Alabama Constitution revisionists aren’t giving up

Gavel

MONTGOMERY, Ala. (AP) – Advocates of rewriting Alabama’s 113-year-old constitution aren’t giving up even though the process stalled after an advisory opinion from Chief Justice Roy Moore disputed the legality of the process.

“If I come back in the next quadrennium, I’m going to continue to push for us to finish up the job we started,” House Speaker Mike Hubbard, R-Auburn, said.

Alabama’s 1901 constitution is the longest of any state, with more than 800 amendments. One portion can be amended by the Legislature approving a proposed constitutional amendment and submitting it to voters statewide for ratification. The whole document can be rewritten if the Legislature and Alabama voters approve of holding a constitutional convention with delegates from across the states.

After Republicans won control of the Legislature in the 2010 election, the new Republican leadership began pushing to rewrite the constitution one article at a time. The Legislature created a commission to make recommendations. Then the Legislature turned those recommendations into proposed constitutional amendments, which were approved by lawmakers and submitted to voters statewide for approval.

So far, the process has led to the articles on banking and corporations being revised and approved by voters.

In the 2014 legislative session, lawmakers were working on five articles. After some critics challenged the legality of the process, the chairman of the Senate Constitution and Elections Committee, Republican Bryan Taylor of Prattville, asked the Supreme Court for an advisory opinion. The answers caused the committee to put its work on hold Wednesday.

Chief Justice Moore and Justice Tom Parker wrote advisory opinions this month saying the Legislature’s article-by-article revision is not constitutional.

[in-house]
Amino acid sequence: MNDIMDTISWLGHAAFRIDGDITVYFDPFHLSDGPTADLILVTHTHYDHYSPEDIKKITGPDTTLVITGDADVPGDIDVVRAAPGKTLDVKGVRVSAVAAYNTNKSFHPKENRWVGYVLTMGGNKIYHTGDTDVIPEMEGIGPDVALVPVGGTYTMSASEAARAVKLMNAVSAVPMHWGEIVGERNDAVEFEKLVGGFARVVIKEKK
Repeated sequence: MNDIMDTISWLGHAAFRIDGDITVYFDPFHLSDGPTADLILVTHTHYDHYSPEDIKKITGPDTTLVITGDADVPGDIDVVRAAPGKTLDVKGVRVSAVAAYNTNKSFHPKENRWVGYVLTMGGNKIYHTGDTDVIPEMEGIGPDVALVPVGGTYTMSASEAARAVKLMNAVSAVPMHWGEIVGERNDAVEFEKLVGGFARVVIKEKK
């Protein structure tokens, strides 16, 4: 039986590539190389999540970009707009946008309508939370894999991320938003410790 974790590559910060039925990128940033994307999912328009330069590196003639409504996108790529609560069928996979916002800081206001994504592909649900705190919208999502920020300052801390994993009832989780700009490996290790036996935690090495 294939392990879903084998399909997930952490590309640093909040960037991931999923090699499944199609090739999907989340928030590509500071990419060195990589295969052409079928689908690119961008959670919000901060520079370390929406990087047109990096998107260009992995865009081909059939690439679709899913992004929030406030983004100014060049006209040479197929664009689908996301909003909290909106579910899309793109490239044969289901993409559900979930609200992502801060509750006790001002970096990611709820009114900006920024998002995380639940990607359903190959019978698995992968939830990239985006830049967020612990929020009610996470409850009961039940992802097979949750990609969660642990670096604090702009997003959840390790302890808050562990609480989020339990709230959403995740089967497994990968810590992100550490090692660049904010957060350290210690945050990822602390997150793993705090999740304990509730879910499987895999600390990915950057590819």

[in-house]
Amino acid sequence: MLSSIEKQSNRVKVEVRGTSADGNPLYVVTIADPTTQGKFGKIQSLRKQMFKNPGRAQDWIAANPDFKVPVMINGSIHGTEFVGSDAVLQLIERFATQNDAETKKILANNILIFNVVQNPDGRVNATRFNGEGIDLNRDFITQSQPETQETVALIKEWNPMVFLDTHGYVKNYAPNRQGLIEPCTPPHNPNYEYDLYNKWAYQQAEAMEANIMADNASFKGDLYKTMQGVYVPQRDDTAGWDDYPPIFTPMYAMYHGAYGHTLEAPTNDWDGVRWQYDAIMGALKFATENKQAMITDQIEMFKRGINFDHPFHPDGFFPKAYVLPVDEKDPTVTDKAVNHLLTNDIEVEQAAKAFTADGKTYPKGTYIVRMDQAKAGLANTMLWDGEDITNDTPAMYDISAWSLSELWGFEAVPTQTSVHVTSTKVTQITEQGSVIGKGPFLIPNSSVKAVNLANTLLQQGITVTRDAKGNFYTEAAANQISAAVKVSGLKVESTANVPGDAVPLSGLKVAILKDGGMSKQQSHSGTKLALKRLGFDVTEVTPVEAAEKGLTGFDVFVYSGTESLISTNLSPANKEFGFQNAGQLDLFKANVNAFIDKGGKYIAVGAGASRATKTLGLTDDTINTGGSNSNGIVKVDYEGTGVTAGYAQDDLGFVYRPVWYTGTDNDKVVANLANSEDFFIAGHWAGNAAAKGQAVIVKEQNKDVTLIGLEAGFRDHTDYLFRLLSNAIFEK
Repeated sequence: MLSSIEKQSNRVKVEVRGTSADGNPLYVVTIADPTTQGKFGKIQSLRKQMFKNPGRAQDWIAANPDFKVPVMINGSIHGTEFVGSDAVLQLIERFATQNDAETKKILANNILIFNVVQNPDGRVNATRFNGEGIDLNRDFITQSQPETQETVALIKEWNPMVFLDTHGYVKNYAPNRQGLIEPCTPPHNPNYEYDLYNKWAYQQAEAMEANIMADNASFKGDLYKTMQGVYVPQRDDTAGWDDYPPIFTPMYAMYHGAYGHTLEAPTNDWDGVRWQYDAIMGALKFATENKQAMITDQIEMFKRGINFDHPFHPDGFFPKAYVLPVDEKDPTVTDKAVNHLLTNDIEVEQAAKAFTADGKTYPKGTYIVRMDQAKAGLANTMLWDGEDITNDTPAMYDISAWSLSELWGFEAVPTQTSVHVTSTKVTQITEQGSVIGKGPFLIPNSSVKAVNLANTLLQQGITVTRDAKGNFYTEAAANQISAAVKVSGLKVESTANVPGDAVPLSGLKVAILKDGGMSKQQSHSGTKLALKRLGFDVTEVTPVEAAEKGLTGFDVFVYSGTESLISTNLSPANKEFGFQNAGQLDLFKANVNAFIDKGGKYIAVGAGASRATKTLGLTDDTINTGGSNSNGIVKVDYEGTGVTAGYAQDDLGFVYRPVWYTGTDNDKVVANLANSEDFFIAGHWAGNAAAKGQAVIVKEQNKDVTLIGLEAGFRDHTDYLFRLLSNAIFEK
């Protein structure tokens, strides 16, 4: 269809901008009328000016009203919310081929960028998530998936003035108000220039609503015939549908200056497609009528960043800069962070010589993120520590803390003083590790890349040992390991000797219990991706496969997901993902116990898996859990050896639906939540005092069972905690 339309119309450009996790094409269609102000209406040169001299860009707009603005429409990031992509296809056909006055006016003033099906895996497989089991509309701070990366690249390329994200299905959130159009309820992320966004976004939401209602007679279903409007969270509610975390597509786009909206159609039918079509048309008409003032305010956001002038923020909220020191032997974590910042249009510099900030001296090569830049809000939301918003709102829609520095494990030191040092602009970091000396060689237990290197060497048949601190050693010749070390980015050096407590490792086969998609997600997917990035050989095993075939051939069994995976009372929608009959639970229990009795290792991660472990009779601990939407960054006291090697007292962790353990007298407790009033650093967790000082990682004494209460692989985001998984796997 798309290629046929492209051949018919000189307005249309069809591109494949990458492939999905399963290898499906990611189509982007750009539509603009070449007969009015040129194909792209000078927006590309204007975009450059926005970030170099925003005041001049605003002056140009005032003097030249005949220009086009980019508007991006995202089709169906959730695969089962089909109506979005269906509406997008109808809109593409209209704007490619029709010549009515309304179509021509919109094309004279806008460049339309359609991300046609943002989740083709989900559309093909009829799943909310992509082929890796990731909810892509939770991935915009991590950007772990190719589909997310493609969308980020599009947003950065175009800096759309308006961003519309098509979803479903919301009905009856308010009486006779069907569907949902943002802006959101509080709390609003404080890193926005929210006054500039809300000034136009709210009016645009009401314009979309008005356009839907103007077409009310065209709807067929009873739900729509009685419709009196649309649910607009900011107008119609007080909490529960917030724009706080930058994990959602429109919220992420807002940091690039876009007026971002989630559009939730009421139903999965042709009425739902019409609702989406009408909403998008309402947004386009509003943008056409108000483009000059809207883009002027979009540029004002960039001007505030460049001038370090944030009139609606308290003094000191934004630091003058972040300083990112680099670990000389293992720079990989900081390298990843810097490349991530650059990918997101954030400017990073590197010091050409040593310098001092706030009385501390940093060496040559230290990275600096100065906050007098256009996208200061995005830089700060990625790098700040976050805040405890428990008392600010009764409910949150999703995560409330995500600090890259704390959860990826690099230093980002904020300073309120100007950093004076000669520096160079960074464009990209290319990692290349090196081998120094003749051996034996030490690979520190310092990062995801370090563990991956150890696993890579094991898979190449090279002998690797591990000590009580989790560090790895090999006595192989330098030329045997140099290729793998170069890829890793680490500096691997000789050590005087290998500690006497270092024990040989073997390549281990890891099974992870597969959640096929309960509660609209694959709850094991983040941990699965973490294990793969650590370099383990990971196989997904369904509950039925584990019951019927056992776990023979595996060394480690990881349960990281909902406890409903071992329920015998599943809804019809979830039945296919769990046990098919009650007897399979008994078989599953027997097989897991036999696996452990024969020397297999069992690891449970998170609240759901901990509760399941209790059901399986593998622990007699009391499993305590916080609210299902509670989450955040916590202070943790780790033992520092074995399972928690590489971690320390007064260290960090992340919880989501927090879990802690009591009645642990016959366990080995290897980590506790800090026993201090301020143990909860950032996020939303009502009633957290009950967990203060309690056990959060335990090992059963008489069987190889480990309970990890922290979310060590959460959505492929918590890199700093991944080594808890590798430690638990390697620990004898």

Moore said addressing a few articles each year does not change the reality that the Legislature has undertaken a near total rewrite of the document through an in-house constitutional convention. “By wresting the convention process from the people, the Legislature has unconstitutionally made itself the paramount mechanism of constitutional revisions,” he said.

The other seven justices on the Supreme Court declined to issue opinions.

Senate President Pro Tem Del Marsh, R-Anniston, said Moore’s advisory opinion brought work to a halt. “For me, that’s not a reason to stop moving forward,” he said.

He said he hopes to re-energize the effort, possibly in the current session, even though the Legislature has only six days left to meet.

Republican Dick Brewbaker of Pike Road, a member of the Senate Constitution and Elections Committee, said it was time to pause and seek clarification, including seeing whether the other seven justices might offer their views. “The court needs to unmuddy the waters,” he said.

Hubbard said, “I don’t believe we should stop just because you have two justices of the Supreme Court making an advisory opinion. That’s their opinion. Obviously there are nine justices. That means seven may not necessarily agree with that.”

Nancy Ekberg of Birmingham, communications chairman for Alabama Citizens for Constitutional Reform, said the Constitutional Revision Commission created by the Legislature expired in 2013, but its recommendations live on and can be considered at any time.

“No one should give up hope,” she said.

Birmingham attorney Lenora Pate, chairman of the group, said it has always supported having a constitutional convention and what has happened in the Legislature may create more discussion about that. But she said it’s too early to say.

“This is an election year, and we don’t know who will be in the Legislature for the next quadrennium. We don’t know what the focus will be,” she said.

There is one thing she is sure about.

“The effort for constitutional reform is not over,” she said.

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